Also calling Pilot new is more than a bit of stretch since it was released in 2012! And that makes me almost certain that it’s old tech that will get obsoleted by the next generation of satellites.
I was recently re-visiting the GO! on behalf of some cruising friends currently on a passage.
With regard to requiring a smart phone for voice communications, I read [but have not separately verified…] that the GO! is capable of acting as a speaker phone, but only when the SOS function is activated.
[Translated from French:]
“What is not documented in the user manual is that the unit has integrated microphone and loudspeaker which are activated with the button « SOS», or from the icon « SOS» in the smartphone application. If the smartphone is no longer operational, discharged or flooded, then the Iridium GO! allows alone to communicate vocally with rescue services !”
While this would reduce the dependence on smart phones for voice comms in an emergency, I suspect we have all had the experience where a speaker phone was not very useful in a noisy environment. But still better than nothing?…
This doesn’t change my preference for using my Iridium phone [9575- using the GO! SIM if necessary] for emergency voice comms, but I thought this was worth mentioning.
That’s interesting, although, I agree with you, a hand set is still a better bet. Particularly since I would never, ever want to rely on a safety feature that is neither documented or testable.
Hi John, lots of excellent info here & great discussion. You mention “a proper deck-mounted automatic float-free EPIRB.” I can guess what that might look like but I’d love to hear details about your particular setup. 🙂
Thank you & best wishes,
Our’s is just a standard category 1 float free ERIPB mounted on the radar stand aft.
I appreciate your thoughtful look at the Go! We are going cruising from California in January (Mexico, French Polynesia, Hawaii, Alaska) and are trying to decide what satellite communications configuration of equipment to buy. At first, we were going to get the Iridium Extreme Handset + a Desktop Dock. But then the savings that comes with the unlimited data plans drew us toward the newest gizmo, the RedPort Glow. We are leaning towards buying the Glow along with a Garmin InReach for the Ditch Kit.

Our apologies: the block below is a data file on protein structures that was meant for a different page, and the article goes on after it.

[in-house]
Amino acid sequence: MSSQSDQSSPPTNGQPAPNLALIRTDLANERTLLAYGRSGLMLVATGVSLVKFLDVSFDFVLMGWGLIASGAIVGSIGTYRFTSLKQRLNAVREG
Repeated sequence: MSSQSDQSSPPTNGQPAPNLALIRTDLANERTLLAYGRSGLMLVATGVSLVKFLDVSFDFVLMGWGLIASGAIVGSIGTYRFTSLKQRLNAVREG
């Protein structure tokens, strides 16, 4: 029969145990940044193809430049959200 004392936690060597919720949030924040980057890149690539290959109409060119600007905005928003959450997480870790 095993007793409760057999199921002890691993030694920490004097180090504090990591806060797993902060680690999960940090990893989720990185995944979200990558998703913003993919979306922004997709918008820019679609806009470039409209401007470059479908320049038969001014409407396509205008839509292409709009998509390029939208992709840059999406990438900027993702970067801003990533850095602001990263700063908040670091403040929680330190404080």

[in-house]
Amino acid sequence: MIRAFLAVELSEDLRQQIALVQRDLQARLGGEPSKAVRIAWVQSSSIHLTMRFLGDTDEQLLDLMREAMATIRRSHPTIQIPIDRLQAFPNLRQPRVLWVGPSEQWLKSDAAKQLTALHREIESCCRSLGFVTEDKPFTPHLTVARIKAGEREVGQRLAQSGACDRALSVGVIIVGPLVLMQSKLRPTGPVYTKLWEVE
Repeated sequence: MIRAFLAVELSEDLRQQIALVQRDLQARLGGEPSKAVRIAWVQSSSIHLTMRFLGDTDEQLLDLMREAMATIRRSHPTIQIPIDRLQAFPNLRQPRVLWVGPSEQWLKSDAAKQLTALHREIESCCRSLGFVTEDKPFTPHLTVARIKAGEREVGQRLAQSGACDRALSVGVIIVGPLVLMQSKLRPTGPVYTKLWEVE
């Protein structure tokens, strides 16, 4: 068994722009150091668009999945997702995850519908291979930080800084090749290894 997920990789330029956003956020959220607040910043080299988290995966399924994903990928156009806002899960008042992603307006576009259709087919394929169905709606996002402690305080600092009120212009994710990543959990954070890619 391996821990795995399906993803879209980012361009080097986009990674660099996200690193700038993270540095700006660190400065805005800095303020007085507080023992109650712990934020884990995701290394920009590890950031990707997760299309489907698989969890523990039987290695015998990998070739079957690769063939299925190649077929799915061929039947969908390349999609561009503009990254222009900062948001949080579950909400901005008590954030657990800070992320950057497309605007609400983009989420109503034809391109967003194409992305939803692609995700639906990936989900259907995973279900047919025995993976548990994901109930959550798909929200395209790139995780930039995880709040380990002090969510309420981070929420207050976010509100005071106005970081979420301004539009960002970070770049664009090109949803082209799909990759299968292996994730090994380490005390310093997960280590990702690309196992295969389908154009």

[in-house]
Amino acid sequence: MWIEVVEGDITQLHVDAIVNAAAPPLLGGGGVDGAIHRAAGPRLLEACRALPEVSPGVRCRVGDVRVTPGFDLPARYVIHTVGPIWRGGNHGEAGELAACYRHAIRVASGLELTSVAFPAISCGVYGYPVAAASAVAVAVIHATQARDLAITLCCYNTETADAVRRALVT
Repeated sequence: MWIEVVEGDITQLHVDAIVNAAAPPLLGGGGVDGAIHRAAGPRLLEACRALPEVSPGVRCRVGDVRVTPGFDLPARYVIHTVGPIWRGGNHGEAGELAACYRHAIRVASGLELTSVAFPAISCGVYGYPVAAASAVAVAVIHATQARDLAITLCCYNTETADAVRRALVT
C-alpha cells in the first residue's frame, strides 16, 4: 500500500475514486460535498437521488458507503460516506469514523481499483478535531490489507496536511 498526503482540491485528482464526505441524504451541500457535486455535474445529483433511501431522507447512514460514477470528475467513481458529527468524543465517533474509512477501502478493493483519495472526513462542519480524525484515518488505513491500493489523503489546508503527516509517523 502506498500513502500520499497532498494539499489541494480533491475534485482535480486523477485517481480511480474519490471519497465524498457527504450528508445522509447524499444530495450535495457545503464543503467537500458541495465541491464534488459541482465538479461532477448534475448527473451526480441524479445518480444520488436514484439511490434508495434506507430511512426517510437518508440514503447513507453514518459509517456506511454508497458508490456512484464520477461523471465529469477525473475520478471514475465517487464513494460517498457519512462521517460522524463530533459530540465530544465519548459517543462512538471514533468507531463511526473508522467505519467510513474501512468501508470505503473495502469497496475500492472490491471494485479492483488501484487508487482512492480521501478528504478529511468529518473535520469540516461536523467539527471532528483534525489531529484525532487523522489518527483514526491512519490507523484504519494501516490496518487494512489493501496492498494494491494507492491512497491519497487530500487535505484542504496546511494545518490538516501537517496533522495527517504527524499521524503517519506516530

But I haven’t found any reviews of the Glow–by experts or by users. I’m concerned about glitches in new technology and difficulty of use (I am not a techie by any stretch of the imagination). I’d look forward to any information you or others might have on the Glow.
As a general rule I only opine on gear that I have actually used in the realworld for an extensive period of time since that is the only way I can know for sure that there is not some terrible gotcha that will make the piece of gear in question either unusable, or a lot less functional than it should be. (These gotchas are surprisingly common with marine electronic gear, for example when the GO! originally came out it was so buggy, and the software available so bad, that it was basically unusable.)
Occasionally I break this rule when I have really solid information from people I trust who have used the piece of gear extensively in the realworld (not general crowd sourced information) but this is not the case with the Glow.
Given that, and the fact that you can’t find any good information on the Glow I would recommend a GO! or a handset as detailed in this series of posts.
Bottom line, being a pioneer is not generally a good idea. More on that here: https://www.morganscloud.com/2013/10/25/want-to-get-out-cruising-dont-be-a-pioneer/
Also, I’m not a fan of devices like inReach either. I need to write a post on why, but the short version is that if you have a sat phone or GO! they don’t add anything, and I think they are a poor choice for emergency use. Much better to have a proper EPIRB and if you need a small alternative for the ditch kit and hiking go with a proper 406 MHz personal emergency locator beacon.
The point being that in an emergency I want the message to go directly to the official government rescue coordination centre that have control of the assets (ships and planes) that will come and get me, not some private company.
Thanks for your reminder about the pioneer issue. I should have mentioned in my post that any satellite phone we buy will be in addition to the EBIRB & PLB that we already have — for us, the EPIRB is the cake, and the rest is the icing.